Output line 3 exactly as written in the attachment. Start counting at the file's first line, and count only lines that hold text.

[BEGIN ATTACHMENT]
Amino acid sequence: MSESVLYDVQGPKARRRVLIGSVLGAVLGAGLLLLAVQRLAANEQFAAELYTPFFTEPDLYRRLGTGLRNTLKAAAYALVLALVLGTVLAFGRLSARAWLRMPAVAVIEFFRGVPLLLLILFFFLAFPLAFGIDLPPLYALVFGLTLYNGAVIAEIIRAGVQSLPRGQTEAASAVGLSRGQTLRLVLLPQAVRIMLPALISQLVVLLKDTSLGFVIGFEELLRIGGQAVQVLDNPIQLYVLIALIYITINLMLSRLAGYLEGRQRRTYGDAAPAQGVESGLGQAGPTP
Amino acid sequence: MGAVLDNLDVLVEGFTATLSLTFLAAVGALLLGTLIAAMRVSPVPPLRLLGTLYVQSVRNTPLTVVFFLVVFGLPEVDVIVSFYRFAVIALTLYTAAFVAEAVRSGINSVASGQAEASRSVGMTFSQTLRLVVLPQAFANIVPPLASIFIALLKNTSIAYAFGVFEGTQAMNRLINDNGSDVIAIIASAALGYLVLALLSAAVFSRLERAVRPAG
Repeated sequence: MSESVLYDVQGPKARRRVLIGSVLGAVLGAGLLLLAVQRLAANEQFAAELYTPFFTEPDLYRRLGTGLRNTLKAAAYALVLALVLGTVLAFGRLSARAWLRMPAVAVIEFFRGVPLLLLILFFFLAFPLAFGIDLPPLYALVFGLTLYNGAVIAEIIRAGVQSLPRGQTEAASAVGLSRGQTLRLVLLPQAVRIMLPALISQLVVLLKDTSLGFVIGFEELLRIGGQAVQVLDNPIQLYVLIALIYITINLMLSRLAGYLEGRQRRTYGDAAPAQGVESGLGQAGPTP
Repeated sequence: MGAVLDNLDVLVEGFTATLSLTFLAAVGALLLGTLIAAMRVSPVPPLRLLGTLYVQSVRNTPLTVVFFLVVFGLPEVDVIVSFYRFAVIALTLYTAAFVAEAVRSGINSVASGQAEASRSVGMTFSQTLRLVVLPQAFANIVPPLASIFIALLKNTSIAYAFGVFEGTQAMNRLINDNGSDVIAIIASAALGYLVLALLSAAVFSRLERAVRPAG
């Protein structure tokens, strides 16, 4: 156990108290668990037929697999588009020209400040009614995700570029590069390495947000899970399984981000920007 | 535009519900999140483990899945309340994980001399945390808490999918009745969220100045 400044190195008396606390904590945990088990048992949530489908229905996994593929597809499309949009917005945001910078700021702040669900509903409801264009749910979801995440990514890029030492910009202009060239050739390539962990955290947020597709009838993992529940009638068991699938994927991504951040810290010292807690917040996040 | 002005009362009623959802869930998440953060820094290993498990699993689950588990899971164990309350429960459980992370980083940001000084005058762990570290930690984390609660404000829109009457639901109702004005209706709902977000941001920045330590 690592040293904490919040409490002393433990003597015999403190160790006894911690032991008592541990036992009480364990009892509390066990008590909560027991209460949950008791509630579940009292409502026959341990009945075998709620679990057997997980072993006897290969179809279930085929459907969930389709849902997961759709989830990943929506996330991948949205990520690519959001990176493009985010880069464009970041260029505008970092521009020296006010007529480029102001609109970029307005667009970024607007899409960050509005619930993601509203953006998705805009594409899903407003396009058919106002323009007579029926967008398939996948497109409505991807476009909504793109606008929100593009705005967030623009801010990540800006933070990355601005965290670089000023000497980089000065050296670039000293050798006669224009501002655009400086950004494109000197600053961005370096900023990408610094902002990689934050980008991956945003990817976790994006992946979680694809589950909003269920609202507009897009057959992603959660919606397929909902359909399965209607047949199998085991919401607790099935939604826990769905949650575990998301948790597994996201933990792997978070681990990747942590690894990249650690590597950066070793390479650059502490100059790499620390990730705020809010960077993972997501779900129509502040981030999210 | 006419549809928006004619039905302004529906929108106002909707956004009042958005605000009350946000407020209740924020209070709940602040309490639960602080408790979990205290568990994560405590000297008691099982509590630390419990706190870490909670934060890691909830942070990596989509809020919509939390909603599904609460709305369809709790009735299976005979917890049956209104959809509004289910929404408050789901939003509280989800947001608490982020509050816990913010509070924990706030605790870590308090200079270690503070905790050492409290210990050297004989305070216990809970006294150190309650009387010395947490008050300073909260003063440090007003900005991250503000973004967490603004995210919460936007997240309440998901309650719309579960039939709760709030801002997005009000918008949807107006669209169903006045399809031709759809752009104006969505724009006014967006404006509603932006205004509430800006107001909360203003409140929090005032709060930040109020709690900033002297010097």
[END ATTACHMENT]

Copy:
Repeated sequence: MSESVLYDVQGPKARRRVLIGSVLGAVLGAGLLLLAVQRLAANEQFAAELYTPFFTEPDLYRRLGTGLRNTLKAAAYALVLALVLGTVLAFGRLSARAWLRMPAVAVIEFFRGVPLLLLILFFFLAFPLAFGIDLPPLYALVFGLTLYNGAVIAEIIRAGVQSLPRGQTEAASAVGLSRGQTLRLVLLPQAVRIMLPALISQLVVLLKDTSLGFVIGFEELLRIGGQAVQVLDNPIQLYVLIALIYITINLMLSRLAGYLEGRQRRTYGDAAPAQGVESGLGQAGPTP